The bench also observed that the petitioners could raise all issues before another bench which would commence the final hearing on Aadhaar-related matters in the last week of this month. The recent affidavit filed by the Centre in the top court in Aadhaar matter was also referred to during the hearing. Regarding linking of bank accounts with Aadhaar, the Centre has said in its affidavit that though the last date was December 31, it may be extended up to March 31 next year. “Therefore, until March 31, 2018, existing bank accounts will not be made non-operational for not linking with Aadhaar. But as far as opening of new bank accounts are concerned, Aadhaar or enrolment ID must be given as proof of identity,” it said. On mobile number linking, it said since the apex court’s February 6 this year order required Aadhaar-based e-KYC verification of subscribers within one year, the February 6, 2018 deadline for this cannot be modified by the government unilaterally.

  1. R
    Reader
    Nov 3, 2017 at 10:26 pm
    The biometrics-based Aadhaar program is inherently flawed. Biometrics can be easily lifted by external means, there is no need to hack the system. High-resolution cameras can capture your fingerprints and iris information from a distance. Every eye hospital will have iris images of its patients. So another person can clone your fingerprints and iris images without your knowledge, and the same can be used for authentication. That is why advanced countries like the US, UK, etc. did not implement such a self-destructive biometrics-based system.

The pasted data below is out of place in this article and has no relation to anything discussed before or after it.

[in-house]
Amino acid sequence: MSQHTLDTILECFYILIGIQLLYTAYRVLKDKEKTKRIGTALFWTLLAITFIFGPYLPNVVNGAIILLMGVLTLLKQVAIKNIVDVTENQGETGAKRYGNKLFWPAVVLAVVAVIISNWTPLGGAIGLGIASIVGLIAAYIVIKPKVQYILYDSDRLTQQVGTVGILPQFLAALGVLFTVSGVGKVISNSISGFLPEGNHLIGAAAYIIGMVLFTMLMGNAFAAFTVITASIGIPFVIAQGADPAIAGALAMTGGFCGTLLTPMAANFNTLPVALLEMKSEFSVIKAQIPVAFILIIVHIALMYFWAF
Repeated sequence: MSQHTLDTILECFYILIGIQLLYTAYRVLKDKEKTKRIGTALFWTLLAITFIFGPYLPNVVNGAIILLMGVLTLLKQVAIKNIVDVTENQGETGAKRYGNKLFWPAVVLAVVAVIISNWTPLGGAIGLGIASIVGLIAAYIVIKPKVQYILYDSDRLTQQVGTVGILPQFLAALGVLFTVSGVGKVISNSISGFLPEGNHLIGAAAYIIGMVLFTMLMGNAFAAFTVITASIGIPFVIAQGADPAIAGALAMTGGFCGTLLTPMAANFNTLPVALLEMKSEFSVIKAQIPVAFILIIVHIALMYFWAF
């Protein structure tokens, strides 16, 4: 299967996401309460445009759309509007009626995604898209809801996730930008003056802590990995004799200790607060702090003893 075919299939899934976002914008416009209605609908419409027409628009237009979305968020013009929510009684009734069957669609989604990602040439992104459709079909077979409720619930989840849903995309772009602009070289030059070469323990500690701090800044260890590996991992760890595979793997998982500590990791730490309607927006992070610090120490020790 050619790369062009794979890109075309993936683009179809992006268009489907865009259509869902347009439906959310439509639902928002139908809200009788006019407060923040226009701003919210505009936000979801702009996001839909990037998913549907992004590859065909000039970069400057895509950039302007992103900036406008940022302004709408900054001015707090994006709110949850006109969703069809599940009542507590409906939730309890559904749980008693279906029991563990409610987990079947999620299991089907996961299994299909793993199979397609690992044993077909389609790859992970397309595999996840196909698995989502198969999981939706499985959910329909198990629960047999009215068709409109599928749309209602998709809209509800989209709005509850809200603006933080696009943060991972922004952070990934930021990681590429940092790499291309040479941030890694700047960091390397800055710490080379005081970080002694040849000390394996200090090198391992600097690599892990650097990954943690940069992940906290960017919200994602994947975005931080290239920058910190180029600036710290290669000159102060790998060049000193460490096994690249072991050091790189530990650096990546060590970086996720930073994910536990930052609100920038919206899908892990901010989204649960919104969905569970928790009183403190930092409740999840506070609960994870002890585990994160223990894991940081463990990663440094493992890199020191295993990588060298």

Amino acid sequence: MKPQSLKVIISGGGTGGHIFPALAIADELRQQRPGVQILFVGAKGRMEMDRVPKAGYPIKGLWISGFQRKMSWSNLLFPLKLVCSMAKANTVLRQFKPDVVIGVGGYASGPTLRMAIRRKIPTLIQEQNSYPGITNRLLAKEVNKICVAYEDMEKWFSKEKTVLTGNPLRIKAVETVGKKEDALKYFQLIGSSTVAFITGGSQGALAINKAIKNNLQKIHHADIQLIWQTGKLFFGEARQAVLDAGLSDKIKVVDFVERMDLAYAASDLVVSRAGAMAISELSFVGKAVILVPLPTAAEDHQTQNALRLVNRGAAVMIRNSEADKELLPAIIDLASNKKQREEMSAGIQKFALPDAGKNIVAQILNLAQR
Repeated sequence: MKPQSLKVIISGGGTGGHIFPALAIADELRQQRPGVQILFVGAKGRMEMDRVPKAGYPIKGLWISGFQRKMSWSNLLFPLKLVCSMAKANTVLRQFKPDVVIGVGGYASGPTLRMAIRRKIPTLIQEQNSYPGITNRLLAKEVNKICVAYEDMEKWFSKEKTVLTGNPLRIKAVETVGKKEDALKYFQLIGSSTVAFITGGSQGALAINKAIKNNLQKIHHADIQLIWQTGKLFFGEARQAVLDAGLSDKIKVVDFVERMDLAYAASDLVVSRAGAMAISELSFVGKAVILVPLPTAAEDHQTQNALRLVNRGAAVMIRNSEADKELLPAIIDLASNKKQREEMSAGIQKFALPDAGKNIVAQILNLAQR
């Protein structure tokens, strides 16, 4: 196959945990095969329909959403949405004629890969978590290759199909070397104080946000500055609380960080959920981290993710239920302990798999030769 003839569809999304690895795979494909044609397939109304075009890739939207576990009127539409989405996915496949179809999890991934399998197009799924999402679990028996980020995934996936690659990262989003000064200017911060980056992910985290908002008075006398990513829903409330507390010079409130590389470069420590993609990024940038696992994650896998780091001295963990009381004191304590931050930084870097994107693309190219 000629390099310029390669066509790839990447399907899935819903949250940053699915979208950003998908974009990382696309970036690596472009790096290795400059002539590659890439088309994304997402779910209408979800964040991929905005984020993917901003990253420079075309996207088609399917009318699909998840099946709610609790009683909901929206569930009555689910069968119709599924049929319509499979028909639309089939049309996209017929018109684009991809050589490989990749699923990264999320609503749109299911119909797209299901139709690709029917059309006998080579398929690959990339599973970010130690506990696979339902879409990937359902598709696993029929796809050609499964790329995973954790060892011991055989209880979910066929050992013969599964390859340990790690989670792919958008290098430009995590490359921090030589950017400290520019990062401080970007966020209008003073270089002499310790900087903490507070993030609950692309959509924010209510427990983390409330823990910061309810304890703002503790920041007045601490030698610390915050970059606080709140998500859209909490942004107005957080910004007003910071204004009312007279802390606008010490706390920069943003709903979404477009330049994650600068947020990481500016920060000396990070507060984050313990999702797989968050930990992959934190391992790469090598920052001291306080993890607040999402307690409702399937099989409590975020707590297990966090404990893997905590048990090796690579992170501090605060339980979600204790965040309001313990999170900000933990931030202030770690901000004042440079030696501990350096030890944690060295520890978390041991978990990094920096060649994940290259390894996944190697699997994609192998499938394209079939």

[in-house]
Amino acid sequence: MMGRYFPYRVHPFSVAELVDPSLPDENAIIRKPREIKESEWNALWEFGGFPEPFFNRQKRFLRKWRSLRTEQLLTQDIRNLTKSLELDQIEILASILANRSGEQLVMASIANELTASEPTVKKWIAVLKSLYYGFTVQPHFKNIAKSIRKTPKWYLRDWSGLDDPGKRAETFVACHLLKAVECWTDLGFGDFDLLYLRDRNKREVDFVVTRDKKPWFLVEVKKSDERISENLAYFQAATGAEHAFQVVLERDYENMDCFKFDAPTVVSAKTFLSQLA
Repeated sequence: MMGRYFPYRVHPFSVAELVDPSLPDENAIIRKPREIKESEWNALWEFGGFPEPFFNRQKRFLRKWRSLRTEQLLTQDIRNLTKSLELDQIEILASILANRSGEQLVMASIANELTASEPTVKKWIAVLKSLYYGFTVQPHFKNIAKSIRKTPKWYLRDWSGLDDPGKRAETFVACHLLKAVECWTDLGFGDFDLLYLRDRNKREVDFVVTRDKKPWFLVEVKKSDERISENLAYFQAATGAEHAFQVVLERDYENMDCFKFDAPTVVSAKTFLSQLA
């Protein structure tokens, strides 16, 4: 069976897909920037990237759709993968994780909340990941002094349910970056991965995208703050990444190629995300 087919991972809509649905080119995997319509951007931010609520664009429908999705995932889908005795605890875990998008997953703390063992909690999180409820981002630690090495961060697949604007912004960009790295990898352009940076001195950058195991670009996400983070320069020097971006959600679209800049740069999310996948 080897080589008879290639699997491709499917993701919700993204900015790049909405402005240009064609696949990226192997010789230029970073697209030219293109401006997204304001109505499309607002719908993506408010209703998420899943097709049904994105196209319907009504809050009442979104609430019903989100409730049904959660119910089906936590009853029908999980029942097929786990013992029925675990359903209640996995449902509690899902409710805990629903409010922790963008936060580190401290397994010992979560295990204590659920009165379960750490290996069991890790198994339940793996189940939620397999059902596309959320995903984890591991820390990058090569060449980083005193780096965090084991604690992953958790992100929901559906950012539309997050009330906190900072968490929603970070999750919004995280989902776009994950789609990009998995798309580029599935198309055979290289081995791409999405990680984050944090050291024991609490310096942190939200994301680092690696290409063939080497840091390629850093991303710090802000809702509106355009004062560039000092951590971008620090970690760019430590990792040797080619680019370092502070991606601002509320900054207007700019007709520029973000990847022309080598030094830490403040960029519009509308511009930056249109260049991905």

Reply
    1. R
      Reader
      Nov 3, 2017 at 10:26 pm
      UK’s Biometric ID Database was dismantled. Why the United Kingdom's biometrics-linked National Identi-ty Card project to create a centralized register of sensitive information about residents similar to Aadhaar was scrapped in 2010?? The reasons were the massive threat posed to the privacy of people, the possibility of a surveillance state, the dangers of maintaining such a huge centralized repository of personal information and the purposes it could be used for, the dangers of such a centralized database being hacked, and the unreliability of such large-scale biometric verification processes. The Aadhaar program was designed in 2009 by mainly considering the 'Identi-ty Cards Act 2006' of UK, but the UK stopped that project in 2010, whereas India continued the biometrics-based program. We must think why the United Kingdom abandoned their project and destroyed the data collected. (Google: 'Identi-ty Cards Act 2006' and 'Identi-ty Documents Act 2010' )